According to a number of recent reports, there has been a dramatic increase in testing employees for drugs. Andrew Christodoulou highlights some areas that should be considered when deciding whether to screen employees.

In November 2014, the BBC reported that some drug screening companies had seen rises of between 40% and 470% in the number of annual tests carried out over four years. Two of the companies saw rises of 100% and 470% in the number of drugs tests they conduct annually. The use of drugs and alcohol in the workplace, and its potential impact on health and safety, is an important issue and this news is a reminder of that.

The Health and Safety Executive (HSE) is concerned about this issue and its Research Report RR193 The Scale and Impact of Illegal Drug Use by Workers seeks to establish the prevalence of illegal drug use in the workplace, to investigate the effects of illegal drugs on work performance and to determine whether there is an association between illegal drug use and workplace accidents, injuries and human error.

Many companies have introduced drug screening programmes for their employees. The Stobart Group, which includes the well-known Eddie Stobart haulage business, introduced a drugs-testing policy three years ago.

This article examines the purpose of drug screening, the legal issues and their implications. It looks at the way a workplace drugs policy can be implemented and what are the practical issues involved.

Legal issues and implications

It is well known that the role of human behaviour is critical to the causation of accidents and that people, the decisions they make and the actions they take, cause the majority of accidents. Many drugs (such as cannabis, amphetamines, cocaine and opiates) can impair judgment and introduce human error, which in turn can lead to accidents.

The purpose of any drug or alcohol testing regime must be to prevent accidents caused either directly or indirectly by an employee’s drug use, even if such drug use occurred in the employee’s own time, which is not usually the concern of the employer. It is in employers’ interest’ to manage drug use by their staff because it can lead to absenteeism, lateness and performance issues.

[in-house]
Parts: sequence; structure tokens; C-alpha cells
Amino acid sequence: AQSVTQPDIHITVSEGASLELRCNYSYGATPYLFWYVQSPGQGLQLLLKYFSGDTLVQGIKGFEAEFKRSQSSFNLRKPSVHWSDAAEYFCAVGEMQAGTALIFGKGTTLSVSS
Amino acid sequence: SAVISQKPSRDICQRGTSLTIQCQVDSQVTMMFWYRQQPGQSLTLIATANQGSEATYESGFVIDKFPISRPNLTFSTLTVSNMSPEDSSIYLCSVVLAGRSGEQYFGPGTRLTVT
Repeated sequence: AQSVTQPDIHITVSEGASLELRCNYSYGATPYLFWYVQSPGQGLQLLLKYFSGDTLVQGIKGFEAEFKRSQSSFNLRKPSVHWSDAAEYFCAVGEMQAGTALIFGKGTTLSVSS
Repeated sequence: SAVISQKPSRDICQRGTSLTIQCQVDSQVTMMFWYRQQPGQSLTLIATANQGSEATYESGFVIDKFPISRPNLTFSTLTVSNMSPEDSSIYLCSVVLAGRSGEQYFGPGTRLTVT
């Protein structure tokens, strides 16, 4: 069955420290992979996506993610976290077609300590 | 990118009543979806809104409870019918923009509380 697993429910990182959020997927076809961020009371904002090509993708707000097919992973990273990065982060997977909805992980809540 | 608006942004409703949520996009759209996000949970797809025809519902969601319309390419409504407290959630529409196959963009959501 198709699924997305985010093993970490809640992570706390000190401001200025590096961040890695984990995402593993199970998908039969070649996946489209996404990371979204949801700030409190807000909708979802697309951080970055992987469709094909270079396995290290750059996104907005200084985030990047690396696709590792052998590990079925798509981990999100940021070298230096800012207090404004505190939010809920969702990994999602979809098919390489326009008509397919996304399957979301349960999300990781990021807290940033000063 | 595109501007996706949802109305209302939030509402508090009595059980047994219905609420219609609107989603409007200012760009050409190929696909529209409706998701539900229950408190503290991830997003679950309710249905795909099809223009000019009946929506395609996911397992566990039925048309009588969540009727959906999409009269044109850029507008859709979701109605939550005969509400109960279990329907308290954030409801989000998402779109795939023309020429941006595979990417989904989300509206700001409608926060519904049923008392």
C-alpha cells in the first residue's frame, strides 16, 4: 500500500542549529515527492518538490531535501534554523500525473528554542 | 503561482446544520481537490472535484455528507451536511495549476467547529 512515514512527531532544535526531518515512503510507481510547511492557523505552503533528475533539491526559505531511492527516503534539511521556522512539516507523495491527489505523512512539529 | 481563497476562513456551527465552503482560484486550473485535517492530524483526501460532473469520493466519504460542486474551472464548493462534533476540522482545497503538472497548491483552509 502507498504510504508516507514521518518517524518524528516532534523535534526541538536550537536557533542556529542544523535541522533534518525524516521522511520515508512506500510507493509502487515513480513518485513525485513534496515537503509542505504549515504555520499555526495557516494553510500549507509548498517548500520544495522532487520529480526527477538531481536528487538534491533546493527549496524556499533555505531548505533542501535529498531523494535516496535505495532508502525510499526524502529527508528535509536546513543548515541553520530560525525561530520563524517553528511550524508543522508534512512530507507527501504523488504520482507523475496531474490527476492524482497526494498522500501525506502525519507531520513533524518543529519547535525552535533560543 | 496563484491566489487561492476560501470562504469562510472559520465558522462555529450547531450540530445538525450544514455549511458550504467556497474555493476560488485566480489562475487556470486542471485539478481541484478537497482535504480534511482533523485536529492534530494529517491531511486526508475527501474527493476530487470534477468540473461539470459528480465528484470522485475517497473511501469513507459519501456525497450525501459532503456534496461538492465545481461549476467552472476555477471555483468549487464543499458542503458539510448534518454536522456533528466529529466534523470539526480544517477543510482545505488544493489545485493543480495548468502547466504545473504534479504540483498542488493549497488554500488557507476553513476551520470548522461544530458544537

The fundamental legal requirements on health and safety implicitly require employers to consider the issue of potential drug or alcohol use by their employees and the impact this may have on their own health and safety or that of others. The general requirements of the Health and Safety at Work, etc Act 1974 at ss. 2 and 3 are applicable, as are the requirements of the Management of Health and Safety at Work Regulations 1999, including the duty to perform risk assessments.

Common law, too, imposes on employers a “duty of care” to their employees and others and this will extend to the potential use of drugs.

The Transport and Works Act 1992 makes it a criminal offence for certain workers to be unfit through drugs or drink while working on railways, tramways and other guided transport systems. The operators of the transport system would also be guilty of an offence unless they had shown all due diligence in trying to prevent such an offence being committed.

The Road Traffic Act 1988 states that any person who, when driving or attempting to drive a motor vehicle on a road or other public place, is unfit to drive through drink or drugs shall be guilty of an offence. An offence is also committed if a person unfit through drink or drugs is in charge of a motor vehicle in the same circumstances.

It is also an offence under the Misuse of Drugs Act 1971 for occupiers knowingly to permit the possession of certain controlled drugs on their premises and can be grounds for dismissal by an employer.

Drug classifications

The Misuse of Drugs Act 1971 classifies drugs as follows.

  • CLASS A: includes ecstasy, cocaine, heroin, LSD, mescaline, methadone, morphine, opium and injectable forms of Class B drugs.